Every candidate knows their first interview with a prospective employer is make or break.
Whether you’ll receive a second interview hinges almost entirely on the outcome of this initial meeting. That’s why the top candidates put on their sharpest interview attire and show up a few minutes early to make a great first impression.
But even though a professional demeanor is important, the content of the interview is what counts. Anyone can come in and rattle off their past achievements, but candidates who come prepared with thoughtful questions are the ones who truly stand out.
The Importance of Respecting People’s Time
When BVOH Finance & Accounting Search works with candidates, we schedule a preparation call ahead of the first in-person interview. We help them organize a list of questions to ask at different points throughout the process.
When decision-makers at a company schedule interviews, they’re taking time away from other priorities. They expect the people they meet to be familiar with the job, to understand the company’s mission, and to be able to articulate why they want this position.
“Anyone can come in and rattle off their past achievements, but candidates who come prepared with thoughtful questions are the ones who truly stand out.”
If you come prepared with well thought-out questions that deepen the discussion, you’ll make a far greater impression than if you simply show up and expect them to lead the conversation.
This indicates an interest in their perspective as well as respect for their time. It also shows that you’re giving the opportunity deep, serious consideration.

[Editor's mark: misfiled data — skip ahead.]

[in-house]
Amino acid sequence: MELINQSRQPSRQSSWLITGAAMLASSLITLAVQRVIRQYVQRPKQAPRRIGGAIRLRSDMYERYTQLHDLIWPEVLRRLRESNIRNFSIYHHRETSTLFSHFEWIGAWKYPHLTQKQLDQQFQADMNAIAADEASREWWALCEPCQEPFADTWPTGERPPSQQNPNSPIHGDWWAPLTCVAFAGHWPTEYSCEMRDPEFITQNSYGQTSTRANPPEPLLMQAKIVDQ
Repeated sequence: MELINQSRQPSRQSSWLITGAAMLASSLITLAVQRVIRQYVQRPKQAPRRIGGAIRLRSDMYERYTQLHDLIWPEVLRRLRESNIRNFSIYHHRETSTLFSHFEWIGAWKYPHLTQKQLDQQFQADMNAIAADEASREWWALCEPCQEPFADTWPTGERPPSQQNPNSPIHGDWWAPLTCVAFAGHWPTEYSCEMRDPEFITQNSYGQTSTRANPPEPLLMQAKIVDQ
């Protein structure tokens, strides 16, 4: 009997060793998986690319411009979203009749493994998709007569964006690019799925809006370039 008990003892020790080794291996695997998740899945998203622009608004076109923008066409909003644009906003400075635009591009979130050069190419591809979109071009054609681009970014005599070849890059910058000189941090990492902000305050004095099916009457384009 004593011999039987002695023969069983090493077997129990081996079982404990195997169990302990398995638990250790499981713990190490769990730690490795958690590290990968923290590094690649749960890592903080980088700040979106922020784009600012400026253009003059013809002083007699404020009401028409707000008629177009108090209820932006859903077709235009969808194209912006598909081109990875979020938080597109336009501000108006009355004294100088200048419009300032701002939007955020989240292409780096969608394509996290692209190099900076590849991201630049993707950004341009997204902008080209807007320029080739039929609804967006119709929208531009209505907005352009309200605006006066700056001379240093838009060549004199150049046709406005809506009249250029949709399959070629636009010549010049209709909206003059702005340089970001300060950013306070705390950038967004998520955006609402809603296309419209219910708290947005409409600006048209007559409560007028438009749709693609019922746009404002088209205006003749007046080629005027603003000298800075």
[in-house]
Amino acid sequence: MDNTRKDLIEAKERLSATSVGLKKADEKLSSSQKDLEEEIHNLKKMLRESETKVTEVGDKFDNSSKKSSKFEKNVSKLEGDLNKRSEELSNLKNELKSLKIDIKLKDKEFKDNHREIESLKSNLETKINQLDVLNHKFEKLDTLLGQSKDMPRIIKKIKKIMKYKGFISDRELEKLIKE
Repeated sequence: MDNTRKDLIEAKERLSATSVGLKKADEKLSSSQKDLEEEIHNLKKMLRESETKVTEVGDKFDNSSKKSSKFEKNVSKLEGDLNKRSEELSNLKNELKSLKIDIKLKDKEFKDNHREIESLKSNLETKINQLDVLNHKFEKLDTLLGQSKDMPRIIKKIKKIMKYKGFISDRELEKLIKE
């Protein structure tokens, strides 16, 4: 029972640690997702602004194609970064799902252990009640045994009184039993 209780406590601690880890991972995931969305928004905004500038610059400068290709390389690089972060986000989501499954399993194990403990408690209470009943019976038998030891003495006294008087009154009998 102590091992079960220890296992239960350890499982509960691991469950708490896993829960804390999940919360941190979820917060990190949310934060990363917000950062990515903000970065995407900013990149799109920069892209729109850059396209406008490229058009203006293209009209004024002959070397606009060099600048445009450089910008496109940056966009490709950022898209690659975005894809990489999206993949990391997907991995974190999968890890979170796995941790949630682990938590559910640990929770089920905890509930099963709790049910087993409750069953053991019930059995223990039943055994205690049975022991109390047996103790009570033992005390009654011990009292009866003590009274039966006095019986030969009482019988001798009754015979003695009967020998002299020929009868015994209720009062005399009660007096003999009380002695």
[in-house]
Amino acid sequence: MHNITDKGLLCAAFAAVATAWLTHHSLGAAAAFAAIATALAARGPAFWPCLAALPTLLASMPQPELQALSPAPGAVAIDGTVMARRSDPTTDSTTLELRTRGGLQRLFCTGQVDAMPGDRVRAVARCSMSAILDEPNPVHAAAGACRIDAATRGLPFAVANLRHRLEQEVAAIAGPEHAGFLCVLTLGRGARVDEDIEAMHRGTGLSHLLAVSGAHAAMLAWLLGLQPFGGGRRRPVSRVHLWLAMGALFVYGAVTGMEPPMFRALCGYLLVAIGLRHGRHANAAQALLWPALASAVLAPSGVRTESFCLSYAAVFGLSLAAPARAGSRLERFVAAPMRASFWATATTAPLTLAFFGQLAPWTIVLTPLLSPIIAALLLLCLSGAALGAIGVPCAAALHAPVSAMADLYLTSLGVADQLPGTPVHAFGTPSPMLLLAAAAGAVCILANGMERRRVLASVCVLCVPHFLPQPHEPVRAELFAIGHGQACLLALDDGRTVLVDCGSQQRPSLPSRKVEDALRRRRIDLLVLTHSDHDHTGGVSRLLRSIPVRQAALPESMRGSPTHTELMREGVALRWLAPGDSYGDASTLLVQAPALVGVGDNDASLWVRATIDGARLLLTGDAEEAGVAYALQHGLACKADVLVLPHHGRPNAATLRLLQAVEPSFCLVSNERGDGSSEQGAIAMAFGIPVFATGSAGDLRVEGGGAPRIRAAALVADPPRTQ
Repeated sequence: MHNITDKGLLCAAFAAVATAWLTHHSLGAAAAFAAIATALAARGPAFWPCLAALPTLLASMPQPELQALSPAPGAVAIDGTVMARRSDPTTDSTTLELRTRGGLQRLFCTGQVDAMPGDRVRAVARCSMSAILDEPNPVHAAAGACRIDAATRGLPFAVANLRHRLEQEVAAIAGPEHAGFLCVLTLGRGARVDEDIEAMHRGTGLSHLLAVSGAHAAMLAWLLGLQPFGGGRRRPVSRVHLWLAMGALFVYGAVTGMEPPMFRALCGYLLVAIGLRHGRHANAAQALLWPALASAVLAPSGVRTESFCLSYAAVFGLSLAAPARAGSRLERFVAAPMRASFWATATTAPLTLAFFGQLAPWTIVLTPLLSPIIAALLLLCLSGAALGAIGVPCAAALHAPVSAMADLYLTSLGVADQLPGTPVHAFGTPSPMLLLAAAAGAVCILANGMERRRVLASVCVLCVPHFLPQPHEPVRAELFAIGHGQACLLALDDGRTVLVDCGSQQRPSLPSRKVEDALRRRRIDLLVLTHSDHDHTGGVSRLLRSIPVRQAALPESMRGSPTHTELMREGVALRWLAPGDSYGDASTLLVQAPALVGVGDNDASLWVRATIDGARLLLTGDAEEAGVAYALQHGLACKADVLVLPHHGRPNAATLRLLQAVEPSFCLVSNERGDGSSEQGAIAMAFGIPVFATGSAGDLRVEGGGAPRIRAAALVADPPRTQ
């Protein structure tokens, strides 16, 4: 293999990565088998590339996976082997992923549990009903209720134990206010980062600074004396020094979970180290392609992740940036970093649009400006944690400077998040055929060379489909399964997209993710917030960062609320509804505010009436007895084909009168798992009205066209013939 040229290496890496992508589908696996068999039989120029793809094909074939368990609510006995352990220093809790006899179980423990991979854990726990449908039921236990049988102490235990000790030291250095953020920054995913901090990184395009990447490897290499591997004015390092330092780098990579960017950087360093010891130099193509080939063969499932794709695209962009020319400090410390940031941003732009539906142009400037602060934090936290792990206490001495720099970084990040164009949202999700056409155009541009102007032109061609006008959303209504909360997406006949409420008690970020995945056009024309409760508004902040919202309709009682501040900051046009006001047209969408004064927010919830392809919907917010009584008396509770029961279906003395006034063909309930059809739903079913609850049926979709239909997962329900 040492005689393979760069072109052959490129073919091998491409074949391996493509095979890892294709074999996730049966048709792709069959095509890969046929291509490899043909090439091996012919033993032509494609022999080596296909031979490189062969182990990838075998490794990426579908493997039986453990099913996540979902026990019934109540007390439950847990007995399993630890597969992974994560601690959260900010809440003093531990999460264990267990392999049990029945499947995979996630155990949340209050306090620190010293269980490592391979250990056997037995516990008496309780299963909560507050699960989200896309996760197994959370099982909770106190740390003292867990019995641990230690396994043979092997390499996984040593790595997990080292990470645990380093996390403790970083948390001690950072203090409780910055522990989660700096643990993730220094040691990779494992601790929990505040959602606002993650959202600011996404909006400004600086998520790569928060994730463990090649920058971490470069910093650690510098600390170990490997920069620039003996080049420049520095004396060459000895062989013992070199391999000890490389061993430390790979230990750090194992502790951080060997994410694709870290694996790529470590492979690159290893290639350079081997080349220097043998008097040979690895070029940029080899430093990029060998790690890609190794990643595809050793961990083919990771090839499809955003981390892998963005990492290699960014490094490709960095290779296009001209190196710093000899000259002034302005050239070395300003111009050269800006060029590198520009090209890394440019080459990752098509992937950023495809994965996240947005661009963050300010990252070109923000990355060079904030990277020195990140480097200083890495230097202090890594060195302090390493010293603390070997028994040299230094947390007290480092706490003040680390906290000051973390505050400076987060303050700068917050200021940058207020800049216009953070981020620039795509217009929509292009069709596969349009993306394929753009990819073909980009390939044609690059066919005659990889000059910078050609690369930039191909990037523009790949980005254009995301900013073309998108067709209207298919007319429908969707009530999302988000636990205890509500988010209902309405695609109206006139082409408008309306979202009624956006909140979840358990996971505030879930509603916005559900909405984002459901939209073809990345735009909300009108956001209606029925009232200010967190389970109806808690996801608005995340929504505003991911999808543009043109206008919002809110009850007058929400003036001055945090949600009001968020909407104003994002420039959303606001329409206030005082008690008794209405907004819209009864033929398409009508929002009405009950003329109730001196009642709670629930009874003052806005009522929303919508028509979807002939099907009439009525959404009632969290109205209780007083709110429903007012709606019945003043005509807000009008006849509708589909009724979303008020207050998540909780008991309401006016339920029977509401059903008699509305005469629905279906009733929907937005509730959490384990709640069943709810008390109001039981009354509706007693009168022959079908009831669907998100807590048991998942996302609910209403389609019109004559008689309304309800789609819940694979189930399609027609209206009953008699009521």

The Best Questions for Candidates to Ask During An Interview
Here are some questions to ask of key people in the organization, as well as key points to highlight in the conversation.
Questions to Ask the Hiring Manager…
– What are the top two or three skills needed to succeed in this role?
– What are the technical and soft skills common to people who have done well in this role in the past?
– What is the company culture?
– What do you like about working here?
Asking these questions shows that you’re not just interested in the specifics of the position but that you’re looking at all the different elements that determine whether you’re a fit for the company.
Questions to Ask the CFO…
Instead of asking about job specifics, focus on the bigger picture in conversations with the CFO. They’re looking for someone who will fit into the company’s long-term plans and who can grow with the organization, potentially rotating into other roles. Emphasize your interest in finding not just the right position but the right company for the next phase of your career.
Ask questions such as:
– What are your top priorities for the finance and accounting group over the next 12 months?
– What are the potential career paths at the company for someone in this position?
– What are the key traits in people that you’ve hired that have been successful in your group?
A few topics to note in the conversation include:
– Any promotions or rotations you did at your previous company
– Your intent to stay at your next company for 5+ years
– Any gaps in your résumé or short-term positions with past employers
Questions to Ask the CEO…
The CEO wants to know that you understand the company’s business model, products, and competitors. Demonstrate your knowledge of the organization by commenting on how they earn money and asking questions about their ongoing business strategies and upcoming initiatives.
– What is your vision for the company over the next 3-5 years?
– What is your top priority in the next 12 months for the company.